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Teresa Nguyen

Earn Your MA in Counseling Psychology

Nguyen '11 shares how the clinical experience in the Counseling Psychology program enabled her to become more confident as a clinician.

Master of Arts in Counseling Psychology

The Master of Arts (MA) in Counseling Psychology (formerly Marriage and Family Therapy) course of study fulfills all educational requirements for the California (CA) Marriage and Family Therapist (MFT) license as prescribed by the Board of Behavioral Sciences (BBS), and with additional coursework, the requirements of the CA Licensed Professional Clinical Counselor (LPCC) license as well. These programs prepare students for future clinical work in private practice settings as well as county and/or community based agencies.

Interwoven through the coursework are essential themes such as community mental health practice, cultural diversity, systemic thinking, collaborative treatment, wellness, resiliency, and recovery. A combination of didactic and experiential classroom learning and supervised intensive fieldwork cover both contemporary issues in the field and essential skills of effective practitioners. Students are encouraged to increase their own self-knowledge through an ongoing examination of their own values and beliefs, cultural backgrounds and contexts, abilities and growth areas.

This innovative, applied 90-unit program is composed of three phases. Phase I consists of foundation courses that combine current and traditional theory applied within the context of the classroom using didactic and experiential methods. In Phase II, coursework is supplemented by introduction of clinical training through fieldwork placements, which continues through Phase III with the addition of individual and group supervision and group didactic training. Successful completion of each phase is required in order to advance to the next phase.

Students have a choice of full- or part-time programs at the Pleasant Hill or San Jose campuses, including a morning option as well as the standard late afternoon/evening program. In addition, an accelerated full-time cohort program is available at the Berkeley campus.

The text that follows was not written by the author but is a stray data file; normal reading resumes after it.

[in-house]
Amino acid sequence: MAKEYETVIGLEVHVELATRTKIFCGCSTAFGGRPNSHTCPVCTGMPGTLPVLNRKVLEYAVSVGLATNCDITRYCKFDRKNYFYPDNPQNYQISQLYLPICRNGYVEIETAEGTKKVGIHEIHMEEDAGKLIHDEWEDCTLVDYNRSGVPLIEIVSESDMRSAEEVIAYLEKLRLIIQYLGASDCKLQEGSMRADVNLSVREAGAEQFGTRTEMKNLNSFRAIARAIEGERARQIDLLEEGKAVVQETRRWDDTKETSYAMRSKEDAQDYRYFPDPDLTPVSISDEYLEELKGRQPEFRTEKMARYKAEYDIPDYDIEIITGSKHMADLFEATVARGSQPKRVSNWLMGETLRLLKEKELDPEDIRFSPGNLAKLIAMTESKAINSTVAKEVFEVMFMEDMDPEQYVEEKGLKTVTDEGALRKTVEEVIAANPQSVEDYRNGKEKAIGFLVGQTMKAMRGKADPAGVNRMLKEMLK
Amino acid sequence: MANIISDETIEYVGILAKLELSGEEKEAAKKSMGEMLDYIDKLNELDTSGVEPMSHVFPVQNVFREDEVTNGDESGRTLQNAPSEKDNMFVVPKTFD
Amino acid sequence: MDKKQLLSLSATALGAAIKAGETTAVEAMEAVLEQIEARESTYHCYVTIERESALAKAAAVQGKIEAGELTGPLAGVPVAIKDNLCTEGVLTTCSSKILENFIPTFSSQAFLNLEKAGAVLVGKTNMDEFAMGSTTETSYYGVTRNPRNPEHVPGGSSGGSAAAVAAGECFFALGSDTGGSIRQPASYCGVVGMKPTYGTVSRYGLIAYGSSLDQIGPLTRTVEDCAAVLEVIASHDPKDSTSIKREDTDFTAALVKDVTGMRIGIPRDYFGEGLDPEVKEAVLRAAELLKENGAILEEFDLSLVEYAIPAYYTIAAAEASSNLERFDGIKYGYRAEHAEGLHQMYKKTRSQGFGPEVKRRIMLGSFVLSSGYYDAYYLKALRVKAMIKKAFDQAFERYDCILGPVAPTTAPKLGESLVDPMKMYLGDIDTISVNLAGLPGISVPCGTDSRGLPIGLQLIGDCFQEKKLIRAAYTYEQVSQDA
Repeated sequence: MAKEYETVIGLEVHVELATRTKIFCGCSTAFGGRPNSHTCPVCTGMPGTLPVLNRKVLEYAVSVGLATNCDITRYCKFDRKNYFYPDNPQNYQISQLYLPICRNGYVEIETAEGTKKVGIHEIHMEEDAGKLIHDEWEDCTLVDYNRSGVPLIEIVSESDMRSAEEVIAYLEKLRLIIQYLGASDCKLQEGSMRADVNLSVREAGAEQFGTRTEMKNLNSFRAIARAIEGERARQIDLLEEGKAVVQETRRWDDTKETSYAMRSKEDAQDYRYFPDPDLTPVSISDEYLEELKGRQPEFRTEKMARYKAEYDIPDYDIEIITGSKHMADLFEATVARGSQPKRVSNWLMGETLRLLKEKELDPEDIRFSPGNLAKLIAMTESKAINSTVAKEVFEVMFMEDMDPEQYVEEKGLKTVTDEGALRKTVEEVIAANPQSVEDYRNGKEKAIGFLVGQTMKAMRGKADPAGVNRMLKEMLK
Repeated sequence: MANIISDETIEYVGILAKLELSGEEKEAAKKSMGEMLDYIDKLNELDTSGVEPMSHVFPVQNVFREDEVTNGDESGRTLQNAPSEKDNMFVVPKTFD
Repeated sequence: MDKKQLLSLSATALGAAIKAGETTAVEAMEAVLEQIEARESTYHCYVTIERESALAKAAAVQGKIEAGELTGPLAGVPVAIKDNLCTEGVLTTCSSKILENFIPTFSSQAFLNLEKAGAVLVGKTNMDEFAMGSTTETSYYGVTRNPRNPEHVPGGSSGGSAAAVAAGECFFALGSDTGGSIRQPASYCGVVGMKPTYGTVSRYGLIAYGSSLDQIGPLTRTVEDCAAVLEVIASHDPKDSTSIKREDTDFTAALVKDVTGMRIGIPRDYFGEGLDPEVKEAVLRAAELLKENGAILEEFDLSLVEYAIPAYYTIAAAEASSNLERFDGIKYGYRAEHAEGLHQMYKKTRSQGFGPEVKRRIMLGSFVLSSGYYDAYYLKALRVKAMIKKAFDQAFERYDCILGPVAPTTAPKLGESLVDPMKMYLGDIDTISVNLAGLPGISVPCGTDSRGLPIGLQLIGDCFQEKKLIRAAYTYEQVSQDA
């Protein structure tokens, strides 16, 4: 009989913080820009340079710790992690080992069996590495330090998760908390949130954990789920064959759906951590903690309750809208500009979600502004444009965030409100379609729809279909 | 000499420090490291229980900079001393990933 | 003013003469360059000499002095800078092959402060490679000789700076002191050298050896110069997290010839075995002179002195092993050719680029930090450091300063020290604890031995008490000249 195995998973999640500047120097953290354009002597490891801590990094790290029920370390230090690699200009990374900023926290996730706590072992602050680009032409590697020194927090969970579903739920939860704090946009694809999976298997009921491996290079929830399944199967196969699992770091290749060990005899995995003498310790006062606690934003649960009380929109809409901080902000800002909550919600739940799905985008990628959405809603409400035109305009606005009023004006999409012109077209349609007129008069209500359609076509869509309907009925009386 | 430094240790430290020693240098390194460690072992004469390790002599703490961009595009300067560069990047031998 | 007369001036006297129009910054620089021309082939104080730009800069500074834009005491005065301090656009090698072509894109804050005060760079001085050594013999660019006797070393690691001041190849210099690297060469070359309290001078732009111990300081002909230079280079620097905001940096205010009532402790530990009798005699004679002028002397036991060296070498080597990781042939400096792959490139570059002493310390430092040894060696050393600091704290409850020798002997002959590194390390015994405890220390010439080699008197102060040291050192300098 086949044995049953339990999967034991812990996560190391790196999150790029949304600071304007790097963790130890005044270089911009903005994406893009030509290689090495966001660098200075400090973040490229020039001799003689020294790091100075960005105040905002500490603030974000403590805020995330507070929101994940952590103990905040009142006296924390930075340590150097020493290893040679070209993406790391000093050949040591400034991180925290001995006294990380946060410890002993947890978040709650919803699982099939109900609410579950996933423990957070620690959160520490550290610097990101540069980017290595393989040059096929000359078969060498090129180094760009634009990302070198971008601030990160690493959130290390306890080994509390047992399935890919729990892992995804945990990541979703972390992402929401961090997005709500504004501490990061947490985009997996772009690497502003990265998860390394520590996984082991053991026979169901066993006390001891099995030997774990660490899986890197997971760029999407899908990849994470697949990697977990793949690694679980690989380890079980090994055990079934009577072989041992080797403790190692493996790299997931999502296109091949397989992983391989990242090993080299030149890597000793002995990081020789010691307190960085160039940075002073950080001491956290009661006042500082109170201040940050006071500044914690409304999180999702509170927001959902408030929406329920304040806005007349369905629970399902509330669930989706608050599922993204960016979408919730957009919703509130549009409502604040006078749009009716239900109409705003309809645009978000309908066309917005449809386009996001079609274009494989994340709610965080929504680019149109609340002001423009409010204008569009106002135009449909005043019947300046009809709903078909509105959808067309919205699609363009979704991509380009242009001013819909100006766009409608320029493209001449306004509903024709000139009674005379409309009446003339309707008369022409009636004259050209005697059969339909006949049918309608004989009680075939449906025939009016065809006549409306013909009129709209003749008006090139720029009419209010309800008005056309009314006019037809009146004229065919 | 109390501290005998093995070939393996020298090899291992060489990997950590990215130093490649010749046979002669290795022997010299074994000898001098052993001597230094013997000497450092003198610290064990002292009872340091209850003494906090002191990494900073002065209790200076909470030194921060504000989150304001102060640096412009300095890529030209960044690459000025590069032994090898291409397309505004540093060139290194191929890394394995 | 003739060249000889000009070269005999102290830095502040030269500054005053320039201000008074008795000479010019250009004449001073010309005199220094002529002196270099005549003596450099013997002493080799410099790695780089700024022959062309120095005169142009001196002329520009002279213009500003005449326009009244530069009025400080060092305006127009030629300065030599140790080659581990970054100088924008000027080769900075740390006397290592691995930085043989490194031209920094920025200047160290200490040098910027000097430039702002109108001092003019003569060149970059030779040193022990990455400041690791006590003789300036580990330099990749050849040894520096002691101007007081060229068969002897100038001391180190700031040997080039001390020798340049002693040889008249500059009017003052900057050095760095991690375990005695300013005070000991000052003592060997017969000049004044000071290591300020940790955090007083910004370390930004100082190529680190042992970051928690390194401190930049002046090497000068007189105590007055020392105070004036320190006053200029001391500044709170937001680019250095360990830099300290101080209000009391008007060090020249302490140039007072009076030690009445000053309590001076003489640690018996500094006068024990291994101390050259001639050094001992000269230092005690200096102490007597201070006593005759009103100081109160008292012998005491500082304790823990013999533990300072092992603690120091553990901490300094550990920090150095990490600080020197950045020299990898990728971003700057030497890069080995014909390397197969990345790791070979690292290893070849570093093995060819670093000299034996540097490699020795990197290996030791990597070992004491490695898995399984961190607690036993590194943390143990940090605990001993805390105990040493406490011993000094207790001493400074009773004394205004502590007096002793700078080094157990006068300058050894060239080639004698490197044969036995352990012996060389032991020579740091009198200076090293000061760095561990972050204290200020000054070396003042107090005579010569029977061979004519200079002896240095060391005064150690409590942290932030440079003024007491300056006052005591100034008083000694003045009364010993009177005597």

Program Learning Outcomes

The American Association of Marriage and Family Therapists (AAMFT) published objectives for marriage and family therapist training programs in 2004. The faculty of the MA in Counseling Psychology program selected from that publication the objectives which best describe the program’s desired learning results. From the AAMFT objectives, faculty developed the following Program Learning Outcomes (PLOs):

  • Knowing the self. Students can articulate and evaluate the role of the self in marriage and family therapy.
  • Understanding the client. Students can assess and diagnose client problems systematically and contextually.
  • Connecting with the client. Students can establish, maintain, evaluate and utilize the therapeutic relationship to serve the mental health needs of the client.
  • Facilitating improved interpersonal relationships. Students can utilize concepts, structures, and theories appropriate to the practice of marriage and family therapy.
  • Providing psychotherapy within legal and ethical mandates. Students can identify, explain, and apply state, federal, and local laws that govern the provision of psychotherapy and can employ ethical decision-making processes.
  • Providing culturally sensitive services. Students can recognize their own potential biases and deliver culturally sensitive treatment.